Currently reading: Used car buying guide: Mitsubishi Shogun
Mitsubishi’s Shogun has a loyal following who love its tough, get-the-job-done attitude and roomy, well-equipped cabin – and it’s yours from £1000 up

In the 1980s, Mitsubishi dealers couldn’t get enough Shoguns. I know this because I worked for one as a salesman. The big off-roader sold like hot cakes and for the list price, too. 

It was launched in 1982 and replaced by the Mk2 in 1991, which itself was replaced by the Mk3, the generation under the spotlight here, in 2000. This was a more sophisticated vehicle than its two rugged predecessors, with its monocoque body, independent suspension and rack and pinion steering. It used a refined version of the Mk2’s so-called Super Select four-wheel-drive system with full- and part-time 4WD, high and low ranges and a locking centre differential. 

Looking back, the Mk3 Shogun anticipated today’s SUVs while still being able to rough it with the likes of the Land Rover Discovery. Mitsubishi had another hit on its hands, meaning that today, if you’re looking for a used one, you’ll be spoiled for choice. It gets better, because although a Mk4 followed in 2007, it was really just a heavy facelift, with some tweaks to the transmission and changes to its sole engine. 

Another facelift followed in 2012 and, but for a few styling, badging and equipment changes, it’s the same Shogun you’ll find on the new price lists today. It means that prices for what, in many ways, has remained the same vehicle for the past 18 years range from £1000 for something like a 130,000-mile 2005-reg 3.2 DI-D Elegance LWB that we found in the classifieds to £43,000 for a 2018 3.2 DI-DC SG5 LWB. For this guide, however, we’ve called a halt at the 2012 facelift. 

So back to 2000 and the arrival of the Mk3. It was offered in short-wheelbase (SWB) and more practical and popular long-wheelbase (LWB) forms, and powered by a choice of two engines: a 3.5 GDI V6 petrol and, more important, a 3.2 DI-D diesel producing 159bhp. If the petrol wasn’t already thirsty enough, it came with only an automatic gearbox, which ensured sales were limited to the well-heeled. The rest of us bought the diesel, in manual or auto forms. 

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Standard kit included alloy wheels, anti-lock brakes, folding rear seats, and powered windows and mirrors. Of the trim levels, Elegance stands out for its heated leather seats, climate control and greater availability.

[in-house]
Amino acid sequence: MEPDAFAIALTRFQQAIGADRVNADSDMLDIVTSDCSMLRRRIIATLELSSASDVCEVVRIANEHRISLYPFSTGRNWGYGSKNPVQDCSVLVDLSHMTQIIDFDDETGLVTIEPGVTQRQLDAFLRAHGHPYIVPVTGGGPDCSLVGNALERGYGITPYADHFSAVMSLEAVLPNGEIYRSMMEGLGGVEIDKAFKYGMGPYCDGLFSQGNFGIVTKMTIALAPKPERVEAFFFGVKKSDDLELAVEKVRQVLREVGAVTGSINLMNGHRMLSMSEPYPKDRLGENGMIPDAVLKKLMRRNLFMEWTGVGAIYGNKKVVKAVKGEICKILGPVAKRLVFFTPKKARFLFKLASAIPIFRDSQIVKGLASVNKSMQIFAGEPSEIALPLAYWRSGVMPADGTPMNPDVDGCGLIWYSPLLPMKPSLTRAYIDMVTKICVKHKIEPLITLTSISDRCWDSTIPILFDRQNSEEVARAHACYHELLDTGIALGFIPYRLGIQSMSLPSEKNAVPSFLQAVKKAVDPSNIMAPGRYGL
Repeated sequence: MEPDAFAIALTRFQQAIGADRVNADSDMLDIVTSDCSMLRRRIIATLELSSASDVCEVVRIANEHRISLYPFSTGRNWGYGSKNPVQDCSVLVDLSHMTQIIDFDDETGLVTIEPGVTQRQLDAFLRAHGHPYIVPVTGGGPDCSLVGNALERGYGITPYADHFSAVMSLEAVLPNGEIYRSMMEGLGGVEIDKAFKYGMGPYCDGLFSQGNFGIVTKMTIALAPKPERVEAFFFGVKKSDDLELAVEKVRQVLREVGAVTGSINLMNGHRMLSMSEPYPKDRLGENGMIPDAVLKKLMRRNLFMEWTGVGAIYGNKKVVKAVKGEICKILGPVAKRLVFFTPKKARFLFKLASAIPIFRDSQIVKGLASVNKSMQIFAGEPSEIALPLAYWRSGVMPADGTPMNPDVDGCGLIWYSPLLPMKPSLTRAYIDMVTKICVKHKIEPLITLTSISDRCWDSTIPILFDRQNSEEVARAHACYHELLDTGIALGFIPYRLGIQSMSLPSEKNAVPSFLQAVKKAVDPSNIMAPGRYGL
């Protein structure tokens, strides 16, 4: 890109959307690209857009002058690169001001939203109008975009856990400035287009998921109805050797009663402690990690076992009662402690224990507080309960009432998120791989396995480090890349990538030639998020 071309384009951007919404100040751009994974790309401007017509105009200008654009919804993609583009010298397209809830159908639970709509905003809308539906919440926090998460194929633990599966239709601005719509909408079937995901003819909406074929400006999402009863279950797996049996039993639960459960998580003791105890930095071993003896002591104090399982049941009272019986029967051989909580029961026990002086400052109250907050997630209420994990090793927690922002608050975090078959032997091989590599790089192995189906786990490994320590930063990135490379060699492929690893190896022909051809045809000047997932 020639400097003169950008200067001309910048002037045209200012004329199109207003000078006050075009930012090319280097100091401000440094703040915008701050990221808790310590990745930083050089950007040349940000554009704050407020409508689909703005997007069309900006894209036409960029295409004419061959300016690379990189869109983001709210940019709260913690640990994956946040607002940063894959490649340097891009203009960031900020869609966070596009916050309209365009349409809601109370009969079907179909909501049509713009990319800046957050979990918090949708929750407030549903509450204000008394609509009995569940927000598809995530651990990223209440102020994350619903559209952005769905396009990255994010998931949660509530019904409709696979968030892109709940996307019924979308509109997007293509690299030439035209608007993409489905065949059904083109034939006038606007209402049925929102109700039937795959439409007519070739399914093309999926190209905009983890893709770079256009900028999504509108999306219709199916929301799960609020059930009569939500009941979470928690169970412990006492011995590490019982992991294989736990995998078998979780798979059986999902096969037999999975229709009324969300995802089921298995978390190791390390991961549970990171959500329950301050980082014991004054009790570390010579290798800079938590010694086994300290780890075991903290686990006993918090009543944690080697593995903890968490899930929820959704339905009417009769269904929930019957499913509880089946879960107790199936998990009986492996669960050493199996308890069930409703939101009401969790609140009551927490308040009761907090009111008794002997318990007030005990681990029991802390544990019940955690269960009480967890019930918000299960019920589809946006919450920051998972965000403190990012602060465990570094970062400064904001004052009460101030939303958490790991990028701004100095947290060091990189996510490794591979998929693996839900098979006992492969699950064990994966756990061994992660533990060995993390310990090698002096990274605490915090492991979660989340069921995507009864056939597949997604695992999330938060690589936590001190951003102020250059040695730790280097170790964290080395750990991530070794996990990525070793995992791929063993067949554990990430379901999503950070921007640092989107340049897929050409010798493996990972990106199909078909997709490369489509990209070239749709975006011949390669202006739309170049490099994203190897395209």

The V6 petrol was ditched in the 2007 facelift, leaving just the 3.2 diesel. This gained common-rail injection and a slight increase in power to 166bhp. Three years later, it was uprated to a more useful 197bhp. 

These 2010-year diesel Shoguns are cleaner, more economical (expect around 35mpg) and torquier, so they are worth stretching your budget for. Better still if you can find a nice one in plentiful Diamond spec: leather, air-con, electric sunroof and parking sensors. Whatever you choose, make sure it has a solid service history, a surprisingly rare thing as far as Shoguns are concerned. 

How to get one in your garage

An expert’s view 

Neil Beachill, Mitzy Bitz: “I owned a Shogun SWB diesel in 2003. It was a cracking vehicle, although working in a Mitsubishi dealer workshop at the time, I had access to affordable servicing. My wife only drove it around town so its fuel consumption was high and, in the end, I just had to sell it. To this day, people still ask me whether they should buy one. I say, only if you have a real job for it like towing or as a general utility vehicle. And if you do buy one, make sure you stay on top of servicing and fix any rust the second you see it. It may be a tough Japanese 4x4 but it still needs TLC.”

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Buyer beware

Engine: Listen for noises from the top of the engine caused by the timing chain wearing down the nylon guides and running against metal. If the fuel filler neck on a 2000-06 diesel model is rusty, suspect the health of the fuel pump, which ingests the rust particles and breaks. Have the emissions checked as the EGR valves can become clogged. On the petrol, both the in-tank fuel pump and high-pressure fuel pump are prone to failure. 

Transmission: With the vehicle on a ramp, check the condition of the transfer ’box plunger switches. They’re exposed to the elements and seize. Replacement is around three hours. Ensure manuals are graunch-free and autos have had their fluid and filter changed regularly and don’t overheat. 

Brakes and suspension: Check the effectiveness of the brakes and anti-lock system since the ABS pump and modulator are prone to failure. Check for tired rear suspension bushes. If the tops of the rear wheels appear to be turning inwards, suspect the camber and trailing arm bushes. Towing a caravan or trailer will exaggerate the problem, and wear out rear springs and dampers, too. 

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Body: Try to peer behind the wheel arch mouldings. You’re looking for rust caused by trapped water and mud. Wing edges and rear arches are especially vulnerable. Check the condition of the fuel tank, which rusts badly. Also worth knowing Want to join the club? Most prominent is the Mitsubishi Pajero Owners Club UK (

Mitsubishi Shogun 3.2 DI-D Warrior SWB 2006/06, 82K miles, £6490: Among the stacks of LWB Shoguns, this prettier SWB stands out. Good service history (eight stamps), black leather interior and a glowing description. Better off road, too. 

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